Gambling and Your Mental Health

May is mental health awareness month. The association between poor mental health and problem gambling is not frequently addressed, so let’s talk about it.

First of all, not all gambling is problematic. Controlled gambling can be a source of entertainment or social activity. However, gambling can become an addiction that requires professional intervention with a focus on recovery. Millions of Americans, and their loved ones, are impacted by problem gambling.  The good news is that recovery resources are plentiful and widely available.

What are mental health risk factors for problem gambling?  Mental health challenges such as depression, substance abuse, and anxiety are often associated with problem gambling.  Additionally, those people with attention-deficit/hyperactivity disorder (ADHD) and obsessive-compulsive disorder (OCD) are also at elevated risk of developing a gambling addiction.

On the other hand, problem gambling can worsen or complicate mental health challenges.  Complications of problem gambling increase levels of stress, anxiety, depression, and even thoughts of self-harm and suicide.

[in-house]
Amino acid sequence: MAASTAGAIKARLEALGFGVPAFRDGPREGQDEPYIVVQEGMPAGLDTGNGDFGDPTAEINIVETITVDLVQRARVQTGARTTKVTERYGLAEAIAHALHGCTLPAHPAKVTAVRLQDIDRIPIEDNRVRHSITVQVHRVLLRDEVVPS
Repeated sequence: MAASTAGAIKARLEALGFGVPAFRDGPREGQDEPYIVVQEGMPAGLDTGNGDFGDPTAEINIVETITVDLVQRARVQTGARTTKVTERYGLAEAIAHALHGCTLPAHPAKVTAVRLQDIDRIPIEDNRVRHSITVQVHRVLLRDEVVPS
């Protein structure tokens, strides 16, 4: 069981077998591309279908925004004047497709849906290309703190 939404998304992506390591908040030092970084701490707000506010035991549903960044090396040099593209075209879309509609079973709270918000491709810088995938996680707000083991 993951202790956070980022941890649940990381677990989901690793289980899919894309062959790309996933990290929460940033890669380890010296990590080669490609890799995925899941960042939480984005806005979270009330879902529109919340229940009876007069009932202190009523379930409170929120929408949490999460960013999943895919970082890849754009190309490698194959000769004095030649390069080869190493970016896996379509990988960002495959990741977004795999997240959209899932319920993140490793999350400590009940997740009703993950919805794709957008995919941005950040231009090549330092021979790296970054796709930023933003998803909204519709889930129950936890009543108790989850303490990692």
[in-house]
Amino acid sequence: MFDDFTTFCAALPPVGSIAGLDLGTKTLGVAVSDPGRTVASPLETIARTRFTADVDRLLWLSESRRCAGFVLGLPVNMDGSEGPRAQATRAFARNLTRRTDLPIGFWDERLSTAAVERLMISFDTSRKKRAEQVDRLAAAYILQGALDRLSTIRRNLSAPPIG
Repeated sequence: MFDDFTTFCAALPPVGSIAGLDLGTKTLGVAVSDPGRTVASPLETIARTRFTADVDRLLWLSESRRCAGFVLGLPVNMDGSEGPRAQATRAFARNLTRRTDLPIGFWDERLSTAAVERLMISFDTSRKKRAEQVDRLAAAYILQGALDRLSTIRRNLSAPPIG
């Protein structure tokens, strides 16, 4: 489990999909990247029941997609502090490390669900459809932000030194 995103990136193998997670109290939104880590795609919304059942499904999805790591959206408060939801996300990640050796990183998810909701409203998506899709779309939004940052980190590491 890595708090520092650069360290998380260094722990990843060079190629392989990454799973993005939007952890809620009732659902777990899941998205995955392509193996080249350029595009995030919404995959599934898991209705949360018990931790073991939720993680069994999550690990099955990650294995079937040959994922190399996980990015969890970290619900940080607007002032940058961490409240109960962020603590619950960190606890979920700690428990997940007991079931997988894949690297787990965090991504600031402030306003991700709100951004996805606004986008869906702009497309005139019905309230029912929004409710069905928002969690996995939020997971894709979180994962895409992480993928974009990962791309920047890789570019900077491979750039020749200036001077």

How do I know if I, or someone I care about, has problem gambling challenges?  Gambling can be an addiction, and those who suffer from it often attempt to hide the addiction.  Signs include preoccupation with gambling, irritability or restlessness when cutting down on gambling, chasing losses, asking for bailouts, and resorting to theft or fraud for gambling money. Similarly to those with substance addictions, people with a gambling addiction have difficulty cutting back or stopping.

How can I help?  Problem gambling addiction can happen to anyone.  It is not a financial issue, so providing funds or paying off debts will not aid in recovery.  A gambler must WANT help.  Assistance and resources are available on the web from the Maryland Center of Excellence on Problem Gambling and mdproblemgambling.com, and by phone at 1-800-GAMBLER. These sites provide help for gamblers themselves, loved ones, treatment professionals, and clergy.

Gambling becomes problematic when it compromises personal relationships, work, and resource management.  Problem gambling can result in severe financial and personal loss.  If you or someone you know faces gambling challenges, know that help is available and recovery is achievable.

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